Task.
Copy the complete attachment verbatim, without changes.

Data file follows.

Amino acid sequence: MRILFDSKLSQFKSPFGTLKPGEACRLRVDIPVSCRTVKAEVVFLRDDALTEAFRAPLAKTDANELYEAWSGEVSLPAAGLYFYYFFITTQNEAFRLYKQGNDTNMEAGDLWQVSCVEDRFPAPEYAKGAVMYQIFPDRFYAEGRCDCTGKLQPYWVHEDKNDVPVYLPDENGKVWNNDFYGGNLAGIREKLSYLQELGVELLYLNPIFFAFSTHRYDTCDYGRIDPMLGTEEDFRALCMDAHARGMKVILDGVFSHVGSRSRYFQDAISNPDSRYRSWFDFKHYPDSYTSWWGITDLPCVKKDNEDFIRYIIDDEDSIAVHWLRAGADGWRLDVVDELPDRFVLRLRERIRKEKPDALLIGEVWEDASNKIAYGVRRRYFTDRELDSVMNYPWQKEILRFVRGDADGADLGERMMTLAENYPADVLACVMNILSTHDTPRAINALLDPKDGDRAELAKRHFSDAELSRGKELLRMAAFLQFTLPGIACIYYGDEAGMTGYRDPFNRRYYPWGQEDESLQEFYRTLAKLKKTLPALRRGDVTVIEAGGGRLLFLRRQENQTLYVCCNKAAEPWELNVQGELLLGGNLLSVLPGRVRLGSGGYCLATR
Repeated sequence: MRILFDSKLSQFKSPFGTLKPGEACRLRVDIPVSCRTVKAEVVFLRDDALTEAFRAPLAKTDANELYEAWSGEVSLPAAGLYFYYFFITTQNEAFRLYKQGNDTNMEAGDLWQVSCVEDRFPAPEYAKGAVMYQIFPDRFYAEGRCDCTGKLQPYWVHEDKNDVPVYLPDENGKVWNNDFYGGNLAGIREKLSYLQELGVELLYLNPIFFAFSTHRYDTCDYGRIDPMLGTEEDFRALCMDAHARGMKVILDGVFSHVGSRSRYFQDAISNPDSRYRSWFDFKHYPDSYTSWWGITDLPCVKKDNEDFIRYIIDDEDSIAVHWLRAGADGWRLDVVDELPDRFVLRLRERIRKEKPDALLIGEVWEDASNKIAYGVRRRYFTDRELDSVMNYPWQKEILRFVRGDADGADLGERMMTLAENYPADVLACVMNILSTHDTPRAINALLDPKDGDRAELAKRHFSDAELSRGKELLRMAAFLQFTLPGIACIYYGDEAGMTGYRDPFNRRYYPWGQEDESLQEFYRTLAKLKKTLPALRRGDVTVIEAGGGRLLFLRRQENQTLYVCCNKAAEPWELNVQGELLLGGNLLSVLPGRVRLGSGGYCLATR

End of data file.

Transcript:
Amino acid sequence: MRILFDSKLSQFKSPFGTLKPGEACRLRVDIPVSCRTVKAEVVFLRDDALTEAFRAPLAKTDANELYEAWSGEVSLPAAGLYFYYFFITTQNEAFRLYKQGNDTNMEAGDLWQVSCVEDRFPAPEYAKGAVMYQIFPDRFYAEGRCDCTGKLQPYWVHEDKNDVPVYLPDENGKVWNNDFYGGNLAGIREKLSYLQELGVELLYLNPIFFAFSTHRYDTCDYGRIDPMLGTEEDFRALCMDAHARGMKVILDGVFSHVGSRSRYFQDAISNPDSRYRSWFDFKHYPDSYTSWWGITDLPCVKKDNEDFIRYIIDDEDSIAVHWLRAGADGWRLDVVDELPDRFVLRLRERIRKEKPDALLIGEVWEDASNKIAYGVRRRYFTDRELDSVMNYPWQKEILRFVRGDADGADLGERMMTLAENYPADVLACVMNILSTHDTPRAINALLDPKDGDRAELAKRHFSDAELSRGKELLRMAAFLQFTLPGIACIYYGDEAGMTGYRDPFNRRYYPWGQEDESLQEFYRTLAKLKKTLPALRRGDVTVIEAGGGRLLFLRRQENQTLYVCCNKAAEPWELNVQGELLLGGNLLSVLPGRVRLGSGGYCLATR
Repeated sequence: MRILFDSKLSQFKSPFGTLKPGEACRLRVDIPVSCRTVKAEVVFLRDDALTEAFRAPLAKTDANELYEAWSGEVSLPAAGLYFYYFFITTQNEAFRLYKQGNDTNMEAGDLWQVSCVEDRFPAPEYAKGAVMYQIFPDRFYAEGRCDCTGKLQPYWVHEDKNDVPVYLPDENGKVWNNDFYGGNLAGIREKLSYLQELGVELLYLNPIFFAFSTHRYDTCDYGRIDPMLGTEEDFRALCMDAHARGMKVILDGVFSHVGSRSRYFQDAISNPDSRYRSWFDFKHYPDSYTSWWGITDLPCVKKDNEDFIRYIIDDEDSIAVHWLRAGADGWRLDVVDELPDRFVLRLRERIRKEKPDALLIGEVWEDASNKIAYGVRRRYFTDRELDSVMNYPWQKEILRFVRGDADGADLGERMMTLAENYPADVLACVMNILSTHDTPRAINALLDPKDGDRAELAKRHFSDAELSRGKELLRMAAFLQFTLPGIACIYYGDEAGMTGYRDPFNRRYYPWGQEDESLQEFYRTLAKLKKTLPALRRGDVTVIEAGGGRLLFLRRQENQTLYVCCNKAAEPWELNVQGELLLGGNLLSVLPGRVRLGSGGYCLATR